Turkey -> India: not sure what the possible routes are here, but I would love to do Pakistan
I was thinking of a route that would go through Central Asia, "the Stans" , ending in Kyrgyzstan, take the Torugart Pass border crossing into Western China heading toward Kashgar, then head south towards Pakistan, cross at Khunjerab Pass and pick up the Karakoram Highway through the Himalayas, which looks absolutely breathtaking. On another note, I have heard though that it has become more and more dangerous over the year with a stronger Taliban presence along that route. Landslides are also a major problem, and the border is only open half of the year.

If you where to take the route, it would lead you to Islamabad, and then you can head down the national Highway southeast into Lahore (keep in mind this city is an anti-Western hotspot as of late with that whole CIA agent case), and then into India...
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Old 04-14-11, 10:47 AM
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As diverse as Asia is, touring Asia has some common things related to bicycle touring. First, bicycle touring in much of Asia including Japan, China, Korea, Taiwan, etc is excellent.

I believe that touring Asia has an advantage over touring South America in that Asia is generally much safer, the roads are better, the road maps are more accurate and accessible, and hotels are better and more plentiful.

All Asian countries have a rich bicycle heritage and are accommodating for bicycle travel.

To answer your questions:

1) Do NOT drink out of any rivers in Asia. I have traveled all over Asia and cannot remember seeing any river worthy of drinking. Bottled water is plentiful and common.

2) Wild camping is not very commonly done in Asia by the natives. This means that you will be doing something odd which is generally not a good idea when you are in unfamiliar lands. Now, that comment is mostly for "green" Asia - the eastern side where there are trees and greenery. Western Asia is a different story - as in Western China, Nepal, and Tibet. In Western Asia, nomadic lifestyles and tenting is common, but water will be a real problem as will boredom and safety. Much of Western Asia is lawless or the law can be a bad as the criminals. In the frontier lands of Asia, your safety will depend largely on your own natural intuition, common sense, planning, survival skills, people skills, and luck.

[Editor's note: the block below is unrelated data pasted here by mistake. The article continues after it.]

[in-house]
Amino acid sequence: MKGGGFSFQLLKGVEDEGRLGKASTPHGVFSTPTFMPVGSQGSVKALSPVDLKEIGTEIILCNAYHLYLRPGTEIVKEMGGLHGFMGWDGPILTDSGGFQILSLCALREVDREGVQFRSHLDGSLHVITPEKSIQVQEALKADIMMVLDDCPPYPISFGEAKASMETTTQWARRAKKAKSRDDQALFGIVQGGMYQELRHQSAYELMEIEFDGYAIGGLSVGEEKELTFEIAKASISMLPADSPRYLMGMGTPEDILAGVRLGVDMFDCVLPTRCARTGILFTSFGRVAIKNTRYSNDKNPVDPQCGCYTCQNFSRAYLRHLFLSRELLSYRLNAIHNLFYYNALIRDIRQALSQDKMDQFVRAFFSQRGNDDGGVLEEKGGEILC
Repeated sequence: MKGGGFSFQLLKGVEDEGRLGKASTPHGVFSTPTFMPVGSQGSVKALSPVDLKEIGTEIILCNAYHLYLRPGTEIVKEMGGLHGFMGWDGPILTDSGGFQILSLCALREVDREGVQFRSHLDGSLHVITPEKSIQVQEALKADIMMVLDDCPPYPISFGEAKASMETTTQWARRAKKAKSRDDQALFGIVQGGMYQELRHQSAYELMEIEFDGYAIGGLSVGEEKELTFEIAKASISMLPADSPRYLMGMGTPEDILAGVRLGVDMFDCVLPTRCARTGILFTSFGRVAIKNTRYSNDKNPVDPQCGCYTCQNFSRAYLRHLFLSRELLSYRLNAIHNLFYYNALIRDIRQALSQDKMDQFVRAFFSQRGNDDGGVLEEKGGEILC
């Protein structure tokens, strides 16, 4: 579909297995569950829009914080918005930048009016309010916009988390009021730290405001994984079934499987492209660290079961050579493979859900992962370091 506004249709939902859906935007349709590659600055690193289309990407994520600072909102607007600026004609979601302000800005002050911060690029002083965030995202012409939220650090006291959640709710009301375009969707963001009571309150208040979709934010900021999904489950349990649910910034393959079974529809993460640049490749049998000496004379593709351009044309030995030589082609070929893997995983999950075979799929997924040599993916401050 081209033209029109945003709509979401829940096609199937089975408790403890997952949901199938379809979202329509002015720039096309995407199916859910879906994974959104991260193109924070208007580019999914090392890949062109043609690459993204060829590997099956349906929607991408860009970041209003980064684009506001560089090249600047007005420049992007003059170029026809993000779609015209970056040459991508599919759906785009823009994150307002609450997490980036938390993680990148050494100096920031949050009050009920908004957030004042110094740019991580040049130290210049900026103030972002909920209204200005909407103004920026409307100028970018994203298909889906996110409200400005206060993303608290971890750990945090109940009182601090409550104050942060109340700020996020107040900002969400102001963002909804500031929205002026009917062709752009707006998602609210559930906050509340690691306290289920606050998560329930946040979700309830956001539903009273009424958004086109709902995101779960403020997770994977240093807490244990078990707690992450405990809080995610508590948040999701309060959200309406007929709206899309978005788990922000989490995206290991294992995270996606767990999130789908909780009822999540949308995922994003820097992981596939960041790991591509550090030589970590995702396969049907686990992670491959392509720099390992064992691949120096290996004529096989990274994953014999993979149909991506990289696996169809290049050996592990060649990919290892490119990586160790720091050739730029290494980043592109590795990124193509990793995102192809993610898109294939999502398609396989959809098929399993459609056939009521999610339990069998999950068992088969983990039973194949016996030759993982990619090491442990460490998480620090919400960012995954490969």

3) Language skills are helpful wherever you go, but don't let lack of language stop you. You will manage with English and pantomime and a dictionary.

Good luck. Post photos and your travel log.

Last edited by mike; 04-14-11 at 10:55 AM. Reason: details
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Old 04-14-11, 11:16 AM
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Originally Posted by thesearethesuns View Post
I was thinking of a route that would go through Central Asia, "the Stans" , ending in Kyrgyzstan, take the Torugart Pass border crossing into Western China heading toward Kashgar, then head south towards Pakistan, cross at Khunjerab Pass and pick up the Karakoram Highway through the Himalayas, which looks absolutely breathtaking. On another note, I have heard though that it has become more and more dangerous over the year with a stronger Taliban presence along that route. Landslides are also a major problem, and the border is only open half of the year.

If you where to take the route, it would lead you to Islamabad, and then you can head down the national Highway southeast into Lahore (keep in mind this city is an anti-Western hotspot as of late with that whole CIA agent case), and then into India...
To a great extent, level of adventure is commensurate with the level of danger. The routes and places you describe would be a great adventure... and dangerous. I have been to these places and would only go back as a bicycle or foot adventurer only if I had no dependents in the world and was comfortable with the idea that my life or health might end on this trip. Sure, you will talk with people who have been there and say that they sensed no danger, but that is based mostly on naivete. I have had friends travel there and come back in a box in the form of ashes.

Let us put aside, for a moment, the risk of bad people who might cause you harm. That is a wild card. Tibet, Nepal, western China, the -stan countries. These are areas with thousands of miles of nothingness - harsh wilderness replete of water and greenery that goes on for hundreds of miles that stretch into thousands of miles. The photos look amazing, and it is, but it is difficult to comprehend the desolate nature of the land until you are there and you travel for hours and days on end and it seems like you have not moved an inch.

It is absolutely amazing that people can live in those challenging conditions, but they have life skills that most of us cannot even imagine. I can easily imagine finding yourself without water after bicycling 100+ miles and being another 100 or 200 miles to the next water source.